Exposing all its complicated inner workings, skeletonized watches enable a captivating view on the craftsmanship and artwork inside a watch. This technique also opens up a vast realm of creative freedom for watchmakers, making these timepieces true wearable artworks and bringing transparency to the craft of Swiss watchmaking. By letting you inside, they really reveal the heart of this artform.
The skeleton watch was first invented in 1760 by Andre-Charles Caron, a Frenchmen who would later become the resident clockmaker to King Louis XV. He and his protege son-in-law Jean-Antoine Lepine realised revealing the intricate interlocking dials and cogs customers became instantly entranced with the Frankensteinian nature of its construction.
Like Ovid’s myth of "Diana and Actaeon", something about the watch’s nudity seemed salaciously captivating and elegantly enticing to a reserved 18th century society, maybe even involuntarily becoming a symbol for the epoch of enlightenment by breaking up entrenched structure.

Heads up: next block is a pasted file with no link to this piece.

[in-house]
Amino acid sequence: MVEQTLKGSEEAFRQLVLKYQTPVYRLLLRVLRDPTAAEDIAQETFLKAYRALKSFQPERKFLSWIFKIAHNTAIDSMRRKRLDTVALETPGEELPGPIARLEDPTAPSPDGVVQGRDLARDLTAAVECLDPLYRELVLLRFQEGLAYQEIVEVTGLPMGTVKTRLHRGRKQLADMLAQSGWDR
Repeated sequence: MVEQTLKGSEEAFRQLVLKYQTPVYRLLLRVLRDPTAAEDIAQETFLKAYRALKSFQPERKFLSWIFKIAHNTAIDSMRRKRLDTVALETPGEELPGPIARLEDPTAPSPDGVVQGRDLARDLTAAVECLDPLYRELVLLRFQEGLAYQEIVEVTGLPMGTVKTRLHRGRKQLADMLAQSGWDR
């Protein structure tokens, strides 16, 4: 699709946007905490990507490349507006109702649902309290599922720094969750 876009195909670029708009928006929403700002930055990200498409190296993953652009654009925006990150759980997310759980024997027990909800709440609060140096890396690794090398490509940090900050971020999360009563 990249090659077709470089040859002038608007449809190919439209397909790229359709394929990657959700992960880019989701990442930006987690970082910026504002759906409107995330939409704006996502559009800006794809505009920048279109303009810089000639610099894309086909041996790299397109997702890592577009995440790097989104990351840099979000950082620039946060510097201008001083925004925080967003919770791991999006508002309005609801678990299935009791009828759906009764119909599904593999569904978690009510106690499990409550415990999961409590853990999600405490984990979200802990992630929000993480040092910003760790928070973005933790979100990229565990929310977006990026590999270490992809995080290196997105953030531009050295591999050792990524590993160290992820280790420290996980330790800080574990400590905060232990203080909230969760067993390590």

As the rest of the world abandoned their interest in artisanal labours as the age of the internet arrived, Swiss watchmakers like Audemars Piguet, Patek Philippe or Hublot revived the skeletonised style to further cement their unblemished reputation for superiority. Despite their often gaudy public perception, the skeleton watch found a fandom amongst today’s wealthy horological hoarders as well as watch lovers with a smaller budget due to their visual focus on mechanical mastery compared to the saturated field of quartz watches. The surreal yet by definition conceptually conservative nature of the skeleton watch places emphasis on transparency and the beaty in untouched exhibitions of complex craftsmanship.